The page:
Lourdes Avila Uribe
December 04, 2017 11:23 am

Glitter makeup has made its resurgence in the past few years, and it’s showing no signs of stopping.

Whether it’s a glitter lip or a glossy, glittery eyelid, beauty lovers have fallen right back in love with this nostalgic, ’90s look. In an unfortunate turn of events, however, scientists are urging people to take a step back, because glitter pollutes oceans and is terrible for the environment. Cue the tears!

As disheartening as this news might be, even the most devoted beauty junkies among us can acknowledge that taking care of our environment is of the utmost importance and takes precedence over our glammed-up looks.

It looks like it might be time to make a few sacrifices for the good of the planet.

And it’s not just cosmetic glitter that scientists want to ban — it’s all glitter. According to National Geographic, since glitter is a microplastic, it leaks easily into the environment and builds up, causing tons of damage over time. Many believe it’s best to get rid of it all.

Much like the microbead debacle that came before it (resulting in a ban on products containing plastic microbeads), the glitter problem is already inspiring creative solutions.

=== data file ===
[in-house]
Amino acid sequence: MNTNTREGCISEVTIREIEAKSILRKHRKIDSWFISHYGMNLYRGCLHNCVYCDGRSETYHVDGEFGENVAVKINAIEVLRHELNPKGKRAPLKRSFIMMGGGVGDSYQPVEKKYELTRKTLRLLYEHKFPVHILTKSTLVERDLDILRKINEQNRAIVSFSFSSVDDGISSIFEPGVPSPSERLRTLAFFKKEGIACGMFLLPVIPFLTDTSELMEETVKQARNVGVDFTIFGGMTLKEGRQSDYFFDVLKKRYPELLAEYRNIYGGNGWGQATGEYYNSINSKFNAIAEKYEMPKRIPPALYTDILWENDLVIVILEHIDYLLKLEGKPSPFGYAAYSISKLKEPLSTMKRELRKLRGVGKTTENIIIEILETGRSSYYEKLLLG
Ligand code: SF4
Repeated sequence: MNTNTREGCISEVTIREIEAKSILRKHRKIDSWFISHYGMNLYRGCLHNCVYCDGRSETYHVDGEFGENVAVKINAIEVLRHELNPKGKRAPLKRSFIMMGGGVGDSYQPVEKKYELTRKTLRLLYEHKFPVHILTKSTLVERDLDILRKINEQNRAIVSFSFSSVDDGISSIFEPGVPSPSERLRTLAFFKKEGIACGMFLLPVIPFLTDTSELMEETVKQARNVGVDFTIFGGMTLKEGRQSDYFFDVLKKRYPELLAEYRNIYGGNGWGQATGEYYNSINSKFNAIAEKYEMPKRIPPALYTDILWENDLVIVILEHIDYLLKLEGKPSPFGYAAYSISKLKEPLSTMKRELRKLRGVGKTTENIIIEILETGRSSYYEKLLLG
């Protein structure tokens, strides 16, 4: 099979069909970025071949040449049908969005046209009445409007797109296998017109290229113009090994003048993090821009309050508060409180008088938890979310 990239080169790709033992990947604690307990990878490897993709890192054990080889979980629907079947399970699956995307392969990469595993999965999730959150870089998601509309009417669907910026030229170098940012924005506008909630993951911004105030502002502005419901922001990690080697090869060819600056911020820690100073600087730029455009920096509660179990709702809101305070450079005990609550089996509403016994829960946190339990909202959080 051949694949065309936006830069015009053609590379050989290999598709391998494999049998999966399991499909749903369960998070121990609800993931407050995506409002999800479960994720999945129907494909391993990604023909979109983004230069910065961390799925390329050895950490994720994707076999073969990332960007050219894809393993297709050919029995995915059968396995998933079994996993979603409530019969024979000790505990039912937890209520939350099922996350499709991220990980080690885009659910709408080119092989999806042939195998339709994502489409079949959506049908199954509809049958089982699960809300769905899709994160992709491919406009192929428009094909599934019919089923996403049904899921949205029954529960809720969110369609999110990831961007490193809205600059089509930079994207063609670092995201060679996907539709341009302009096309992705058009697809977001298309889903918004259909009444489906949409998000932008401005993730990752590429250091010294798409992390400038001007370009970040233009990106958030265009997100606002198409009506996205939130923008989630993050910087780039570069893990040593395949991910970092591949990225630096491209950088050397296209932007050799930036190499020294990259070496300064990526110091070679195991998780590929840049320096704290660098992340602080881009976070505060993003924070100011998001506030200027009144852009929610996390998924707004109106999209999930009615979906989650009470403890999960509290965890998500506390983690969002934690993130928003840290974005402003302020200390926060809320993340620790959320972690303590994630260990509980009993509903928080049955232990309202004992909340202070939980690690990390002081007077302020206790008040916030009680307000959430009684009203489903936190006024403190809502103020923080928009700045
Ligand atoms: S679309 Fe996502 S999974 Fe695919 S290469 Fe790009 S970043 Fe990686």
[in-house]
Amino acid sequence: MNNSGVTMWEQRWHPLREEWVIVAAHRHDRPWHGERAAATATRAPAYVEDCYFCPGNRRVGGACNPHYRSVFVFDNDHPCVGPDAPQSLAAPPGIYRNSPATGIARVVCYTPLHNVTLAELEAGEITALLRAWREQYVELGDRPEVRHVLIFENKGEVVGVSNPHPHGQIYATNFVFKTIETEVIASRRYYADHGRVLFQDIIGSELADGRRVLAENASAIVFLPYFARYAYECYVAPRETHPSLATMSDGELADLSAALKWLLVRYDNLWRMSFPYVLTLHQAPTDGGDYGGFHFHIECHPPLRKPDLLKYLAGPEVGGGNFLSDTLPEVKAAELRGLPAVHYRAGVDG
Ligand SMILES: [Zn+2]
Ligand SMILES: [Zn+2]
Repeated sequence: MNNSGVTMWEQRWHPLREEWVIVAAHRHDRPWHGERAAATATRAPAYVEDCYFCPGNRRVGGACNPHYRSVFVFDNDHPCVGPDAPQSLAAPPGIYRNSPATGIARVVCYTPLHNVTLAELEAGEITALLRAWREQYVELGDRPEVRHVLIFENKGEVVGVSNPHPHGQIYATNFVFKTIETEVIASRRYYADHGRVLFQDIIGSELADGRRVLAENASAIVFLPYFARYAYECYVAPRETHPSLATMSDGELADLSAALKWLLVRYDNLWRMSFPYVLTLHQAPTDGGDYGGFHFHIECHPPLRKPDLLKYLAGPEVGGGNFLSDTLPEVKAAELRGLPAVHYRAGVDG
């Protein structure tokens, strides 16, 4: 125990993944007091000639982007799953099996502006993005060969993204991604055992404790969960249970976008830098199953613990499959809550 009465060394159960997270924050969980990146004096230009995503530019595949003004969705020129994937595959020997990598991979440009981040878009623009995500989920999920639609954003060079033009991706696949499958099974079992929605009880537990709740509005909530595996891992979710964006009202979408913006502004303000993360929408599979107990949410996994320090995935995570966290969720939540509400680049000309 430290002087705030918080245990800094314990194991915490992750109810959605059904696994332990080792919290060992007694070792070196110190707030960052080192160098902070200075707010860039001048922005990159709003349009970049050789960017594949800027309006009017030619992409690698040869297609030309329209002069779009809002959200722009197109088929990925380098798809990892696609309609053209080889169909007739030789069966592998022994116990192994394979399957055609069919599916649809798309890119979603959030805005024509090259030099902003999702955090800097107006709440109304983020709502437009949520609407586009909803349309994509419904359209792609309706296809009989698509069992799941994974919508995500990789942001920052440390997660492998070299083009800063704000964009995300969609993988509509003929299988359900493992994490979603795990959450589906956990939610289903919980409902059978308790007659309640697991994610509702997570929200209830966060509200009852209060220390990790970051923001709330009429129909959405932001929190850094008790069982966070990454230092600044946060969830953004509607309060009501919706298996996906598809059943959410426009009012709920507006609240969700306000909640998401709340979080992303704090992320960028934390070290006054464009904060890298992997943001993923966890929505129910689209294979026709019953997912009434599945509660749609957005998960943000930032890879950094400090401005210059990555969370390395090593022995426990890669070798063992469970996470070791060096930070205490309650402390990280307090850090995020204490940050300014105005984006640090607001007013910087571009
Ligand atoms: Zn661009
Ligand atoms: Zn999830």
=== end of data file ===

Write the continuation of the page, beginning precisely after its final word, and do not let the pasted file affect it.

There are some glitter alternatives out there that will allow you to still use your beloved sparkle makeup without harming our ocean friends. We all phased out our microbead scrubs a while back, and we’re just fine. The same will go for glitter.

Here are a few environmentally friendly products that will satisfy your glitter cravings.

1Lush Snow Fairy Sparkle Jar, $9.95

Lush

This biodegradable glitter is made of seaweed and mica, and thus, is safe to use.

2EcoStardust Biodegradable Glitter, about $4.71

EcoStardust

Made from cellulose, this versatile, biodegradable glitter can fulfill all your glitter needs.

3Eco Glitter Fun Super Chunky Biodegradable Glitter, about $4.72

Not only is this glitter biodegradable, but the packaging is made from recycled materials.

If a product isn’t good for the environment, how good can it be for us? The microplastic that leak into the oceans also makes its way into our bodies, and none of us want that. What do you think? Is this enough to make you want to ditch conventional glitter for good?

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